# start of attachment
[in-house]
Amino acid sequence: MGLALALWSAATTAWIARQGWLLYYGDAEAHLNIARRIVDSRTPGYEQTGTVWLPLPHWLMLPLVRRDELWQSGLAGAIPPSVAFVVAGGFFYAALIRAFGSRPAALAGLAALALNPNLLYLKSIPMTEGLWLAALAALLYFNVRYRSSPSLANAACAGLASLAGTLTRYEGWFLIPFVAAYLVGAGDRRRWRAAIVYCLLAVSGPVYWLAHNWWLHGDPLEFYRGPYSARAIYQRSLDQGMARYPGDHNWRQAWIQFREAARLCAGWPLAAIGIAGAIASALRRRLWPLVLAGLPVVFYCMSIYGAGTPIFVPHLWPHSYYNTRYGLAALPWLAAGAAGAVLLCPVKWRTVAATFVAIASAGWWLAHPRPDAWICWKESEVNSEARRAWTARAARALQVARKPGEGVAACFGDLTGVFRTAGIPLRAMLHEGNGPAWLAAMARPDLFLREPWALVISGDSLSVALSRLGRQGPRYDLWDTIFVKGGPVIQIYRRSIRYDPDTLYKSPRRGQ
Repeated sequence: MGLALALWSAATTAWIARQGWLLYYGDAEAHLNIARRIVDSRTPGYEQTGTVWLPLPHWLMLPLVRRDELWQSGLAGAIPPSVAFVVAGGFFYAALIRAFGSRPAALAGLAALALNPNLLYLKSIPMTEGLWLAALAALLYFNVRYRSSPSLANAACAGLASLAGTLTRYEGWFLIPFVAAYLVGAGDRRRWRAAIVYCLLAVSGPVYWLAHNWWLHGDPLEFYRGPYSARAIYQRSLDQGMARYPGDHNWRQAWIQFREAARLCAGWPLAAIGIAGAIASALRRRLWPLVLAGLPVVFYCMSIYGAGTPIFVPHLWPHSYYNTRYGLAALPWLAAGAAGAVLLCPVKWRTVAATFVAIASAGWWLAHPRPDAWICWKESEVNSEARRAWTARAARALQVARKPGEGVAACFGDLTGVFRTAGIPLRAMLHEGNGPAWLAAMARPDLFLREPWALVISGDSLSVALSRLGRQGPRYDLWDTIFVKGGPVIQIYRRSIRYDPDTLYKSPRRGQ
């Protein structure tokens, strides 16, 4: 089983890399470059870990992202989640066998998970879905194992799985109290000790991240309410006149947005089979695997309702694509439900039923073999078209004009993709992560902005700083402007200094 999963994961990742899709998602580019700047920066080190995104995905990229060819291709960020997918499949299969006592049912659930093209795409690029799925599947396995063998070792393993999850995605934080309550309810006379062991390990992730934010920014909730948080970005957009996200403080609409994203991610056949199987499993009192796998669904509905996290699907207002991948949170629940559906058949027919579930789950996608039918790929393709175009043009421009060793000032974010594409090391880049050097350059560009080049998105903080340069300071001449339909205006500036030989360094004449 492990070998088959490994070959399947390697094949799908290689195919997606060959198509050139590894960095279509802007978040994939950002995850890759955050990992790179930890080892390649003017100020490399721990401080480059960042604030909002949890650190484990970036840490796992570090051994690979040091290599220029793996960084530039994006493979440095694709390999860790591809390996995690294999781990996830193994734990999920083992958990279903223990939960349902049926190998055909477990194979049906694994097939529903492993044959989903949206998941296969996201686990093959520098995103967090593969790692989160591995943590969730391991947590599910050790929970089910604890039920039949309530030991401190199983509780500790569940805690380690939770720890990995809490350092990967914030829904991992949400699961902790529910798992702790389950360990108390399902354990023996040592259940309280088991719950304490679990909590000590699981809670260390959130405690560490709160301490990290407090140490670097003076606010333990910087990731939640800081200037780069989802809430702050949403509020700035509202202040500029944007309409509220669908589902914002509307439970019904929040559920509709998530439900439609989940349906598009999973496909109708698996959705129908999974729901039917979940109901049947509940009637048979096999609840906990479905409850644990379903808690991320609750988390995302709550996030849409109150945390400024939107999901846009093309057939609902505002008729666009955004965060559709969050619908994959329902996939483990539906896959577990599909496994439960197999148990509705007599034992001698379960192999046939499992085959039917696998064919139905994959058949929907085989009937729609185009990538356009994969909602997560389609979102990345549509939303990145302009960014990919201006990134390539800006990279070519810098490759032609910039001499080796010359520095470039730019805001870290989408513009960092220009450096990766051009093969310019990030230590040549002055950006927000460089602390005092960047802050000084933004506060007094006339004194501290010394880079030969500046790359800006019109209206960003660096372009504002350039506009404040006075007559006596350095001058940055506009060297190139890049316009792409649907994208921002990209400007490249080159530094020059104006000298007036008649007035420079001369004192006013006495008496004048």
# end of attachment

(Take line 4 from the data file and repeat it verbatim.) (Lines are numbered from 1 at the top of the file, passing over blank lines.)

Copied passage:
């Protein structure tokens, strides 16, 4: 089983890399470059870990992202989640066998998970879905194992799985109290000790991240309410006149947005089979695997309702694509439900039923073999078209004009993709992560902005700083402007200094 999963994961990742899709998602580019700047920066080190995104995905990229060819291709960020997918499949299969006592049912659930093209795409690029799925599947396995063998070792393993999850995605934080309550309810006379062991390990992730934010920014909730948080970005957009996200403080609409994203991610056949199987499993009192796998669904509905996290699907207002991948949170629940559906058949027919579930789950996608039918790929393709175009043009421009060793000032974010594409090391880049050097350059560009080049998105903080340069300071001449339909205006500036030989360094004449 492990070998088959490994070959399947390697094949799908290689195919997606060959198509050139590894960095279509802007978040994939950002995850890759955050990992790179930890080892390649003017100020490399721990401080480059960042604030909002949890650190484990970036840490796992570090051994690979040091290599220029793996960084530039994006493979440095694709390999860790591809390996995690294999781990996830193994734990999920083992958990279903223990939960349902049926190998055909477990194979049906694994097939529903492993044959989903949206998941296969996201686990093959520098995103967090593969790692989160591995943590969730391991947590599910050790929970089910604890039920039949309530030991401190199983509780500790569940805690380690939770720890990995809490350092990967914030829904991992949400699961902790529910798992702790389950360990108390399902354990023996040592259940309280088991719950304490679990909590000590699981809670260390959130405690560490709160301490990290407090140490670097003076606010333990910087990731939640800081200037780069989802809430702050949403509020700035509202202040500029944007309409509220669908589902914002509307439970019904929040559920509709998530439900439609989940349906598009999973496909109708698996959705129908999974729901039917979940109901049947509940009637048979096999609840906990479905409850644990379903808690991320609750988390995302709550996030849409109150945390400024939107999901846009093309057939609902505002008729666009955004965060559709969050619908994959329902996939483990539906896959577990599909496994439960197999148990509705007599034992001698379960192999046939499992085959039917696998064919139905994959058949929907085989009937729609185009990538356009994969909602997560389609979102990345549509939303990145302009960014990919201006990134390539800006990279070519810098490759032609910039001499080796010359520095470039730019805001870290989408513009960092220009450096990766051009093969310019990030230590040549002055950006927000460089602390005092960047802050000084933004506060007094006339004194501290010394880079030969500046790359800006019109209206960003660096372009504002350039506009404040006075007559006596350095001058940055506009060297190139890049316009792409649907994208921002990209400007490249080159530094020059104006000298007036008649007035420079001369004192006013006495008496004048």